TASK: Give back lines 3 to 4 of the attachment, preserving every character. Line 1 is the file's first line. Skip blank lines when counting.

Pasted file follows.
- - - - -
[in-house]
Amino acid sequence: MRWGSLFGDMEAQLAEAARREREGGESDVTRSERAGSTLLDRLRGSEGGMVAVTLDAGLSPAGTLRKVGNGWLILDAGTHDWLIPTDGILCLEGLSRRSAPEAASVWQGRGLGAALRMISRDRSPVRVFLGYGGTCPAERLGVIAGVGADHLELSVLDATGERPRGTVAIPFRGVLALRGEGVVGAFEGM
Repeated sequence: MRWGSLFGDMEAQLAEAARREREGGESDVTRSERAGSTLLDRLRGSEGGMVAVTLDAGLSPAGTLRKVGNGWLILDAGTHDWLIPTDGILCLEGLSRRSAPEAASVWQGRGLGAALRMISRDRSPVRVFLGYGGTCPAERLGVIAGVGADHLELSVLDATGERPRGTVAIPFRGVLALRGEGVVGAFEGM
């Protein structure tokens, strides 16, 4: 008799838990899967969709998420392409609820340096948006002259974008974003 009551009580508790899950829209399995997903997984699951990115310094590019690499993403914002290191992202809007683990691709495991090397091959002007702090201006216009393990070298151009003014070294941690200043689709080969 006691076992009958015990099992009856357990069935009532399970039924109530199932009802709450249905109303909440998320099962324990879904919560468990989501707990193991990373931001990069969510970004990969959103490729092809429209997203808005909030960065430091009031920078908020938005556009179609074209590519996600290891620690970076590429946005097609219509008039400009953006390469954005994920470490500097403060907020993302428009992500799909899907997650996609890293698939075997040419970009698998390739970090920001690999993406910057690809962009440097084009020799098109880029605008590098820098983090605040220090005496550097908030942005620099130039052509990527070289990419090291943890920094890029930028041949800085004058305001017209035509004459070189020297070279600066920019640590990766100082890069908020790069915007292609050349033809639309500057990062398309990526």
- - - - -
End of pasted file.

Repeated sequence: MRWGSLFGDMEAQLAEAARREREGGESDVTRSERAGSTLLDRLRGSEGGMVAVTLDAGLSPAGTLRKVGNGWLILDAGTHDWLIPTDGILCLEGLSRRSAPEAASVWQGRGLGAALRMISRDRSPVRVFLGYGGTCPAERLGVIAGVGADHLELSVLDATGERPRGTVAIPFRGVLALRGEGVVGAFEGM
């Protein structure tokens, strides 16, 4: 008799838990899967969709998420392409609820340096948006002259974008974003 009551009580508790899950829209399995997903997984699951990115310094590019690499993403914002290191992202809007683990691709495991090397091959002007702090201006216009393990070298151009003014070294941690200043689709080969 006691076992009958015990099992009856357990069935009532399970039924109530199932009802709450249905109303909440998320099962324990879904919560468990989501707990193991990373931001990069969510970004990969959103490729092809429209997203808005909030960065430091009031920078908020938005556009179609074209590519996600290891620690970076590429946005097609219509008039400009953006390469954005994920470490500097403060907020993302428009992500799909899907997650996609890293698939075997040419970009698998390739970090920001690999993406910057690809962009440097084009020799098109880029605008590098820098983090605040220090005496550097908030942005620099130039052509990527070289990419090291943890920094890029930028041949800085004058305001017209035509004459070189020297070279600066920019640590990766100082890069908020790069915007292609050349033809639309500057990062398309990526």